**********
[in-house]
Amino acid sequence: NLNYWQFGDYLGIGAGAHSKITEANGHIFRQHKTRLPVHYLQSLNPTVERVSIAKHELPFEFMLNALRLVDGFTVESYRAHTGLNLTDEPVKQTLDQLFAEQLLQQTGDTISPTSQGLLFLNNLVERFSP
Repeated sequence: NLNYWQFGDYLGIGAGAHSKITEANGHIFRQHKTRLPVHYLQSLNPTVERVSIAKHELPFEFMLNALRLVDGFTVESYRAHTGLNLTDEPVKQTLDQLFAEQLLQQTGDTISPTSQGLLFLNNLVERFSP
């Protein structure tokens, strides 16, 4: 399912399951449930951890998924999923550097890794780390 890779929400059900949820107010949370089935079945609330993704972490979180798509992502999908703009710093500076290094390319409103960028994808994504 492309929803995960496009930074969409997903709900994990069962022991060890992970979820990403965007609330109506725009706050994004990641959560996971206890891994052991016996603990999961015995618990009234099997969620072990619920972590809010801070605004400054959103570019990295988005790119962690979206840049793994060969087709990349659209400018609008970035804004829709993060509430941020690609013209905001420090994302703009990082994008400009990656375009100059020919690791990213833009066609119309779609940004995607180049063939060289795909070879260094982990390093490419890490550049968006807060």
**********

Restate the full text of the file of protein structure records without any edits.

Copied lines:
[in-house]
Amino acid sequence: NLNYWQFGDYLGIGAGAHSKITEANGHIFRQHKTRLPVHYLQSLNPTVERVSIAKHELPFEFMLNALRLVDGFTVESYRAHTGLNLTDEPVKQTLDQLFAEQLLQQTGDTISPTSQGLLFLNNLVERFSP
Repeated sequence: NLNYWQFGDYLGIGAGAHSKITEANGHIFRQHKTRLPVHYLQSLNPTVERVSIAKHELPFEFMLNALRLVDGFTVESYRAHTGLNLTDEPVKQTLDQLFAEQLLQQTGDTISPTSQGLLFLNNLVERFSP
């Protein structure tokens, strides 16, 4: 399912399951449930951890998924999923550097890794780390 890779929400059900949820107010949370089935079945609330993704972490979180798509992502999908703009710093500076290094390319409103960028994808994504 492309929803995960496009930074969409997903709900994990069962022991060890992970979820990403965007609330109506725009706050994004990641959560996971206890891994052991016996603990999961015995618990009234099997969620072990619920972590809010801070605004400054959103570019990295988005790119962690979206840049793994060969087709990349659209400018609008970035804004829709993060509430941020690609013209905001420090994302703009990082994008400009990656375009100059020919690791990213833009066609119309779609940004995607180049063939060289795909070879260094982990390093490419890490550049968006807060």